What it says in the papers: business pages
Here are the main business stories from this morning's papers:
***A Cork-based software company that employs 300 people has been acquired by the US investment firm whose founders are linked with buying Everton football club.
CoreHR, which develops and sells payroll and attendance software that is used extensively in Irish government and private multinational companies, has sold a majority interest in the company to the Baltimore-based equity firm JMI Equity.
The US company has almost €1bn invested in 34 technology companies. Financial terms of the transaction were not disclosed.
***Security giant Tyco International and manufacturing multinational Johnson Controls will save $150m (€138.5m) in taxes annually when they merge and move their combined headquarters to Ireland.
Cork-based Tyco, valued at $13bn, specialises in fire protection systems while US-based Johnson Controls, which has a market value of $23bn, makes heating and ventilation systems and car batteries.
Although Tyco moved its global headquarters from Switzerland to Cork in 2014, the company was founded in the US and has the majority of its operations there. Its operational headquarters is in Princeton, New Jersey.
***The need for public money to deal with troubled banks in the future can’t be ruled out, a top European Commission official has said.
But if and when that’s required, it has to be a last resort, and on a mutualised basis, said John Berrigan, the deputy director general for Financial Stability, Financial Services and Capital Markets Union at the European Commission.
“While the construction of Banking Union is predicated on the need to weaken the link between banks and sovereigns, we simply cannot assume that no public funding will ever again be needed in relation to banking,” Mr Berrigan told the Institute of International and European Affairs (IIEA).
***Facebook’s corporate vehicles in Britain and Ireland have warned of “potential tax reassessments” dating back to 2009.
In regulatory filings the US tech giant said it will defend “any and all such claims” although it recognised a “possible, but not probable” liability.
Accounts for Facebook Ireland Ltd, which were signed off less than two months ago, take note of contingent liabilities not recognised in the financial statements.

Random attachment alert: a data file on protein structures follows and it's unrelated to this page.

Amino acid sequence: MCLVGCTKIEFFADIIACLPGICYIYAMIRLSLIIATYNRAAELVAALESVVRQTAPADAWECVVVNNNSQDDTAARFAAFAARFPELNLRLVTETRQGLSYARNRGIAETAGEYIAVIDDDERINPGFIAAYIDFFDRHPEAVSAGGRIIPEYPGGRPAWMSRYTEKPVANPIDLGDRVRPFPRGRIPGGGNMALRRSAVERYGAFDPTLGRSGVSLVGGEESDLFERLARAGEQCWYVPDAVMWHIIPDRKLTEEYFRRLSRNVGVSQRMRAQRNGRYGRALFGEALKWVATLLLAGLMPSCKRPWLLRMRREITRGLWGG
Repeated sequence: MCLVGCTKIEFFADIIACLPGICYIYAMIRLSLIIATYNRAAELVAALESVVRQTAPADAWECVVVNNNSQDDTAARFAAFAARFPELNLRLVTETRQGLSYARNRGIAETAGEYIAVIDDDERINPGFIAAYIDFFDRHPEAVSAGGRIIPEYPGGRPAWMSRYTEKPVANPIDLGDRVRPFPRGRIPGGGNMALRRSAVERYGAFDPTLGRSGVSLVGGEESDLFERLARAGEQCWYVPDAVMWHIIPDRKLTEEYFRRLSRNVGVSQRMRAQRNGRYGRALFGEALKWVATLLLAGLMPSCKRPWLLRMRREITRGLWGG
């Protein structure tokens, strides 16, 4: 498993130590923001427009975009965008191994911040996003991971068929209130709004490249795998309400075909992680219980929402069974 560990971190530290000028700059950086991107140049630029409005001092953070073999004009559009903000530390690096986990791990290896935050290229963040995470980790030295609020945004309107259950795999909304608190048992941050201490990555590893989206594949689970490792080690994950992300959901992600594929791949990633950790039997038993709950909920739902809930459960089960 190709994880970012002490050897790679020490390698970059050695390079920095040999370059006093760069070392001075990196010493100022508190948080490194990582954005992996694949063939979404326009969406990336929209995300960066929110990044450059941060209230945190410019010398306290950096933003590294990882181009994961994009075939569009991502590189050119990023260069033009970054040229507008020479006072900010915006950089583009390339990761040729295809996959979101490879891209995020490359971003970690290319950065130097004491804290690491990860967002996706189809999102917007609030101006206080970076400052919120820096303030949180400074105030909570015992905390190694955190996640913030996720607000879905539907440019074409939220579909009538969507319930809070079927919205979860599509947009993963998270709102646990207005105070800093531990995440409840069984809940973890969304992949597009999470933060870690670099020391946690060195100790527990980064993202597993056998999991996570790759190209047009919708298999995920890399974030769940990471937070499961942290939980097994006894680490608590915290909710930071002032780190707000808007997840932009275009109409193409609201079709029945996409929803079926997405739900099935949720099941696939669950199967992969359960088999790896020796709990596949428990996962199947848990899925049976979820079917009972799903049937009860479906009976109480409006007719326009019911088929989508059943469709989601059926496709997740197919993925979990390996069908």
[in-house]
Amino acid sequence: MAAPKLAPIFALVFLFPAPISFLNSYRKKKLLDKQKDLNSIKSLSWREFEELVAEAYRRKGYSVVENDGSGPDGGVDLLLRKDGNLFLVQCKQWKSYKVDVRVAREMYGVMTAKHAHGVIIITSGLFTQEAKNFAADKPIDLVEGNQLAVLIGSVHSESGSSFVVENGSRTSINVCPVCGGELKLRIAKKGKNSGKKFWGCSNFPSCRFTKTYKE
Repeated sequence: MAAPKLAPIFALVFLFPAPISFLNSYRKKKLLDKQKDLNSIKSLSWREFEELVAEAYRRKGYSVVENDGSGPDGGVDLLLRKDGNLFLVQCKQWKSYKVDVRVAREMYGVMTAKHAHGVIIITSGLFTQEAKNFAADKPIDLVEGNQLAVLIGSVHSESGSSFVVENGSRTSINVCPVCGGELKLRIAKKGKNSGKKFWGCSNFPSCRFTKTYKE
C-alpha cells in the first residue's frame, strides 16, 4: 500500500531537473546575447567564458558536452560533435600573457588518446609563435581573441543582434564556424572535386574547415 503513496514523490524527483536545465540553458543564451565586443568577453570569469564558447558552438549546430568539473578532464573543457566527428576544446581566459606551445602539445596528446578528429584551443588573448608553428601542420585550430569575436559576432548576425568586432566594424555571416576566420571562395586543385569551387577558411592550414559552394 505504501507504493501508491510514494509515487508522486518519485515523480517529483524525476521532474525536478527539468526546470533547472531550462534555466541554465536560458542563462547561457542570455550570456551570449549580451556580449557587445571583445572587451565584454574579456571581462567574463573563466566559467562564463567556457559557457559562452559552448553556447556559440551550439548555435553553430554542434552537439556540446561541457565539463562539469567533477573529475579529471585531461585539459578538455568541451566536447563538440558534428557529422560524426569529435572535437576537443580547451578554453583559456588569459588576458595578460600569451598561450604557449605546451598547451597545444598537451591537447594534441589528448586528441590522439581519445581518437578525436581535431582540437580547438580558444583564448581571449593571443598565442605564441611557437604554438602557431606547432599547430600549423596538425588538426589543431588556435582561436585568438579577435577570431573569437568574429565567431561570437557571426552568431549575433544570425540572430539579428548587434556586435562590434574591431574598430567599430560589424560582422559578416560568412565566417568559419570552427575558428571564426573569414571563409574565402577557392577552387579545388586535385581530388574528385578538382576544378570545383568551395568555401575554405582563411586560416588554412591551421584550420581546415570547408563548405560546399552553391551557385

***Ireland faces a “high” level of risk in the medium term due to its levels of debt, according to a new European Commission report.
Although the report notes that ireland does not face sustainability risks within the next year it says public debt remains a source of vulnerability for the Irish economy.
The commission's “fiscal sustainability” report places Ireland alongside countries such as Britain, Belgium and Finland in a group of nations that face potential medium term risks.
***Irish law firm Mason Hayes & Curran reported increased revenues of €72m last year following strong growth across all activity of its business.
The €72m turnover represented a 20pc year-on-year rise. Last year was the second year in a row that the company increased its revenues by €12m.
The company added 75 new staff during the period. It now employs a total of 420 people.
***Finance Minister Michael Noonan has said the European Commission is expected to signal next week that it will loosen fiscal rules that will allow Ireland to spend an extra €1.5bn in future budgets.
This would potentially allow the government to spend at least €12bn on public services and tax cuts over the next five years.
In a letter to Fianna fail finance spokesman Michael McGrath over the weekend Mr Noonan said the commission is likely to ease the medium-term restrictions in the coming days.
***Low-cost carrier Norwegian Airlines says that it still plans to offer a transatlantic service from Cork in May.
The confirmation followed reports yesterday that the airline planned to delay the service.
A spokesman for the company said its position may have been “lost in translation” following reports in a Norwegian newspaper that said the launch may be deferred over a delay in issuing permits.
***Ireland will be forced to ban many of the tax advantages it offers multinational companies under new proposals to be published by the european Commission tomorrow.
It will be the first step in an effort to homogenise tax rules across the 28 country bloc in an effort to stop companies taking advantage of lower-tax member states.
The proposals would ensure companies would not be able to shift high-interest inter-company loans to subsidiaries in high-tax countries, allowing them to offset it against their tax liability.